P. Jeremy Wang

Piwi-interacting RNAs (piRNAs) are a class of small non-coding RNAs required for transposon silencing, germ cell development, and fertility in many eukaryotic species. However, many of the mechanisms underlying piRNA biogenesis have not been elucidated. Studies of MOV10L1 support its function as an RNA helicase in the processing of piRNA precursors. In this study, we elucidate the requirement for MOV10L1 RNA helicase activity in piRNA biogenesis.

To determine the requirement for MOV10L1 RNA helicase activity in piRNA biogenesis in vivo, we generated two knock-in mouse ...


Identification Of Novel Molecular-Genetic Pathways Regulating The Development Of Subpallial Derivatives, David Tischfield Jan 2016

Identification Of Novel Molecular-Genetic Pathways Regulating The Development Of Subpallial Derivatives, David Tischfield

Publicly Accessible Penn Dissertations

The embryonic subpallium produces many different neuronal cell types present throughout the adult telencephalon, including striatal medium spiny neurons (MSN) and cortical interneurons. Dysfunction of either cell type leads to neurological and psychiatric disorders including schizophrenia, epilepsy, and Tourette’s syndrome. Thus, understanding the molecular pathways that regulate their development and function has important implications for understanding disease pathogenesis. This work describes novel methods and genetic factors that expand our ability to characterize the development and function of two major subpallial derivatives: cortical interneurons and striatal MSN. The first part of this thesis characterizes a novel enrichment method for producing ...


Insights Into Terminal Erythropoiesis Influenced By Human Genetic Variation, Elizabeth Traxler Jan 2016

Insights Into Terminal Erythropoiesis Influenced By Human Genetic Variation, Elizabeth Traxler

Publicly Accessible Penn Dissertations

Red blood cells (RBCs) carry hemoglobin, enabling delivery of oxygen to all tissues of the body. They are the products of a highly specialized differentiation process that begins with a hematopoietic stem cell and results in an enucleated, biconcave RBC. This thesis is focused on the use of human genetic studies to gain a better understanding of the molecular processes occurring during terminal erythroid differentiation. We studied the regulation and roles of two erythroid-restricted genes, Trim58 and Hemoglobin Gamma Chain (HBG1 and HBG2, γ-globin), by using a combination of loss-of-function techniques, including RNA-interference-mediated gene suppression, a mutant mouse model, and ...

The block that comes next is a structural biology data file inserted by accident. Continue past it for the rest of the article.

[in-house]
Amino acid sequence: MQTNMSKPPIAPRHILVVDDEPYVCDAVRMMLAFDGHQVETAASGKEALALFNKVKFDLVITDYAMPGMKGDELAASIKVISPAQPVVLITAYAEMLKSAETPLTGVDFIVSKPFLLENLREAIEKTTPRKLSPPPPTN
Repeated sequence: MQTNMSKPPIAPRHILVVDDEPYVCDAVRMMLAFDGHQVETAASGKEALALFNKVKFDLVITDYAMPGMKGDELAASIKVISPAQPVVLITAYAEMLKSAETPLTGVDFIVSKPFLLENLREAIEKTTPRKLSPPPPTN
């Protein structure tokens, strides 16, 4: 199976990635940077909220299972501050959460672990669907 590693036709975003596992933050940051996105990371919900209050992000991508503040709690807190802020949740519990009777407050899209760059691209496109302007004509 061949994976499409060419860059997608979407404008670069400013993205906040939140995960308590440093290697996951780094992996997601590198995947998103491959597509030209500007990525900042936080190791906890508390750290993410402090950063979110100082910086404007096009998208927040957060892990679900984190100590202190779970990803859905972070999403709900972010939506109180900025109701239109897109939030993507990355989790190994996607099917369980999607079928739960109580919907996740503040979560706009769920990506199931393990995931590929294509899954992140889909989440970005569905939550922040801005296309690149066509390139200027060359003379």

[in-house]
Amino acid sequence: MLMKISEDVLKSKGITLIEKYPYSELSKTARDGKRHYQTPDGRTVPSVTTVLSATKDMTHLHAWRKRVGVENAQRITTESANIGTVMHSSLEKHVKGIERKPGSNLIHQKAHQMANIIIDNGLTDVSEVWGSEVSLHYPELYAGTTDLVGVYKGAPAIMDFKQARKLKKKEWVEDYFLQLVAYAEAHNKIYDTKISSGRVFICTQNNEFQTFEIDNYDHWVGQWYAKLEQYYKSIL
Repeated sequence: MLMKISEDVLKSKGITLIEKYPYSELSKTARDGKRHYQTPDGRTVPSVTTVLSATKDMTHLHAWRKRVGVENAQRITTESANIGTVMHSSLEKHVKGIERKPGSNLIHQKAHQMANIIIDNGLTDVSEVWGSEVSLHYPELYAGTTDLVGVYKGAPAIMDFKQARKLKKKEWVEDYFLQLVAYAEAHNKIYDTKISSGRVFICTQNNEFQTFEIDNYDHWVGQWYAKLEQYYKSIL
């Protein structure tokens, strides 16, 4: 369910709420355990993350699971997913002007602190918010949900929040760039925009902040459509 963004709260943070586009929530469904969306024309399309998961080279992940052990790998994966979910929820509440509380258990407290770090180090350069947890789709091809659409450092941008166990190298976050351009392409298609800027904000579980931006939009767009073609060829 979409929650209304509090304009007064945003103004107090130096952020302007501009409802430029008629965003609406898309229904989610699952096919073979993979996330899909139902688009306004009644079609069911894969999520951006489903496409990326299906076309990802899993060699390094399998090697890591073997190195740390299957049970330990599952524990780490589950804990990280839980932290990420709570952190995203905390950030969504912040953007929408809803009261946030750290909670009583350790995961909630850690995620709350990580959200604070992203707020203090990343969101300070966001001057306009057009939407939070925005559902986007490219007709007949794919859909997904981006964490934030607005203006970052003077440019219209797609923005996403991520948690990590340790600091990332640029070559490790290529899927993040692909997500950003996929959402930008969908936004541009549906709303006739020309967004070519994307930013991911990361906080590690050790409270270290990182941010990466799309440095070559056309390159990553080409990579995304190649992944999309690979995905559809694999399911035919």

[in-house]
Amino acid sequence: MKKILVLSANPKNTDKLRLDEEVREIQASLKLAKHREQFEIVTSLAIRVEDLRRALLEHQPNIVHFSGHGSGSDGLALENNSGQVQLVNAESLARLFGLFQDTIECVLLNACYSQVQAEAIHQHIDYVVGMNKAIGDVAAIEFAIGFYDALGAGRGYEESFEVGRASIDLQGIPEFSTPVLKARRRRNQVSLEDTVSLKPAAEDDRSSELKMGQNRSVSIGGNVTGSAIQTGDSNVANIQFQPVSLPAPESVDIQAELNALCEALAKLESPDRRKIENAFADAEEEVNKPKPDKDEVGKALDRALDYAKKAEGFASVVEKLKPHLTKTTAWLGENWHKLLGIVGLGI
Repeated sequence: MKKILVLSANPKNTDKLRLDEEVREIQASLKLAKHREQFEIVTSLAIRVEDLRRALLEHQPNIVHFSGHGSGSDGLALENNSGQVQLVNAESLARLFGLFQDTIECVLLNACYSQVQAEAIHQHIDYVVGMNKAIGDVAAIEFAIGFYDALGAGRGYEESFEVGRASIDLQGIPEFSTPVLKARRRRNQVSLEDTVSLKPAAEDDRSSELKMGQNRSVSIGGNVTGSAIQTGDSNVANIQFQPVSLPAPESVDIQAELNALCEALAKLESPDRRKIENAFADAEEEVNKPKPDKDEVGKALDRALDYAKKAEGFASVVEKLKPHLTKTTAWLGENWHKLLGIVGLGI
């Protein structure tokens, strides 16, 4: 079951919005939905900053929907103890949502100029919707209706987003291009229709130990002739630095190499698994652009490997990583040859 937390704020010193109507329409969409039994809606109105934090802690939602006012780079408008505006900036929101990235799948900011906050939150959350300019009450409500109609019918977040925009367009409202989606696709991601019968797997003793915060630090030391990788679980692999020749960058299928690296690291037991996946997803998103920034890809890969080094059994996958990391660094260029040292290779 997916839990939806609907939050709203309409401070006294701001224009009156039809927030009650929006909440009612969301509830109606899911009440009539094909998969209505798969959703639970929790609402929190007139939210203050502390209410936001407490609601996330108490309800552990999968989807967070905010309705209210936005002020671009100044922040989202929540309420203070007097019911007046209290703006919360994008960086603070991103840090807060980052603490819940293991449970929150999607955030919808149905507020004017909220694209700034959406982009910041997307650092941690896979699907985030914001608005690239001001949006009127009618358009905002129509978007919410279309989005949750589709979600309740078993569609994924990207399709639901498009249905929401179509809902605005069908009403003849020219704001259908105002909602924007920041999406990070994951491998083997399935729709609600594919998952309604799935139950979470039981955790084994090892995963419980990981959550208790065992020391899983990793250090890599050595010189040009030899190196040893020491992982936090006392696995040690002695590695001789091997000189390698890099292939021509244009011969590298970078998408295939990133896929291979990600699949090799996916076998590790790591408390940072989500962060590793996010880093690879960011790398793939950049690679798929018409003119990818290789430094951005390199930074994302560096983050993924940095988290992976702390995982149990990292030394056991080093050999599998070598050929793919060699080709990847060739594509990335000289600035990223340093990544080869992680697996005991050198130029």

Epigenetic Regulation Of The Dlk1-Meg3 Imprinted Locus In Human Islets, Vasumathi Kameswaran Jan 2016

Epigenetic Regulation Of The Dlk1-Meg3 Imprinted Locus In Human Islets, Vasumathi Kameswaran

Publicly Accessible Penn Dissertations

Type 2 diabetes mellitus (T2DM) is a complex metabolic disease characterized by inadequate insulin secretion by the pancreatic β-cell in response to increased blood glucose levels. Despite compelling evidence that T2DM has a high rate of familial aggregation, known genetic risk variants account for less than 10% of the observed heritability. Consequently, post-transcriptional regulators of gene expression, including microRNAs and other noncoding RNAs, have been implicated in the etiology of T2DM, in part due to their ability to simultaneously regulate the expression of hundreds of targets.

To determine if microRNAs are involved in the pathogenesis of human T2DM, I sequenced ...


Contextual Insights Into The Rett Syndrome Transcriptome, Brian Scott Roosevelt Johnson Jan 2016

Contextual Insights Into The Rett Syndrome Transcriptome, Brian Scott Roosevelt Johnson

Publicly Accessible Penn Dissertations

Mutations in MECP2 are responsible for Rett syndrome (RTT), a severe X-linked neurological disorder characterized by loss of developmental milestones, intellectual disability and motor impairments. However, molecular insight into how these mutations affect the neuronal transcriptiome, disrupt neuronal function and contribute to RTT is impeded by the cellular heterogeneity of the mammalian brain. A comparison between gene expression changes in the striatum, hypothalamus, and cerebellum of MeCP2-null mice revealed that gene expression changes are distinct between different brain regions, which suggests that MeCP2 function should be understood in a cell type-dependent context. To accomplish this task, I generated and phenotypically ...


Potentiated Hsp104 Variants Suppress The Toxicity Of Most Overexpressed Dosage-Sensitive Yeast Genes, Michael Yancey Soo Jan 2016

Potentiated Hsp104 Variants Suppress The Toxicity Of Most Overexpressed Dosage-Sensitive Yeast Genes, Michael Yancey Soo

Publicly Accessible Penn Dissertations

Maintenance of optimal gene expression levels is critical for cell viability and homeostasis. However, misregulation of gene expression can and regularly occur. One type of detrimental misregulation involves overexpression of a single gene that can cause organismal death is dosage sensitivity, which is often due to increased concentration of the protein encoded by the gene. Deleterious increases in the expression of specific proteins are associated with various neurodegenerative diseases such as Parkinson’s and Alzheimer’s Diseases as well as other cellular maladies including various cancers and Down Syndrome. In yeast, it has been estimated that ~20% of genes are ...